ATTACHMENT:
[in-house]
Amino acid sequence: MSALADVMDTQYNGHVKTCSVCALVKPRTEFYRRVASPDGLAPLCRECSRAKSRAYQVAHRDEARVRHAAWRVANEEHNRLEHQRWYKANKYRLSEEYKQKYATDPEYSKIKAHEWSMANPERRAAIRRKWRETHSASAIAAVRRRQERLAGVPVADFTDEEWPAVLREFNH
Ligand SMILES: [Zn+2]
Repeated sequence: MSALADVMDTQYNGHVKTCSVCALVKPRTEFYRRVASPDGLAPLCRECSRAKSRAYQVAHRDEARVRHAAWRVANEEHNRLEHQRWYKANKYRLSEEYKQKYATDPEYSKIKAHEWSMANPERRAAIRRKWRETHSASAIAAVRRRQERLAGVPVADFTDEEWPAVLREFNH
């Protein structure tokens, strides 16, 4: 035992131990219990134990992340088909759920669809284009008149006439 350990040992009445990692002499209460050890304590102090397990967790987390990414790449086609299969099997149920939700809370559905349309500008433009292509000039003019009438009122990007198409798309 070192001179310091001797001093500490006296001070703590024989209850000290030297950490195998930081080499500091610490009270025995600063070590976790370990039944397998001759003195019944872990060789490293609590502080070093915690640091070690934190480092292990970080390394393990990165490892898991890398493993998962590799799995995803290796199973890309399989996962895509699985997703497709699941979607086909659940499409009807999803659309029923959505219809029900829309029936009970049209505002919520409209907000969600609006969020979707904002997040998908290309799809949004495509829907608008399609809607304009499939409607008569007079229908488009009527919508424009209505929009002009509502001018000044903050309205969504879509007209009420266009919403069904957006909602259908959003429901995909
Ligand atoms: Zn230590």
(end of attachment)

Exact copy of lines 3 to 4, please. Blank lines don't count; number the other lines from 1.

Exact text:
Ligand SMILES: [Zn+2]
Repeated sequence: MSALADVMDTQYNGHVKTCSVCALVKPRTEFYRRVASPDGLAPLCRECSRAKSRAYQVAHRDEARVRHAAWRVANEEHNRLEHQRWYKANKYRLSEEYKQKYATDPEYSKIKAHEWSMANPERRAAIRRKWRETHSASAIAAVRRRQERLAGVPVADFTDEEWPAVLREFNH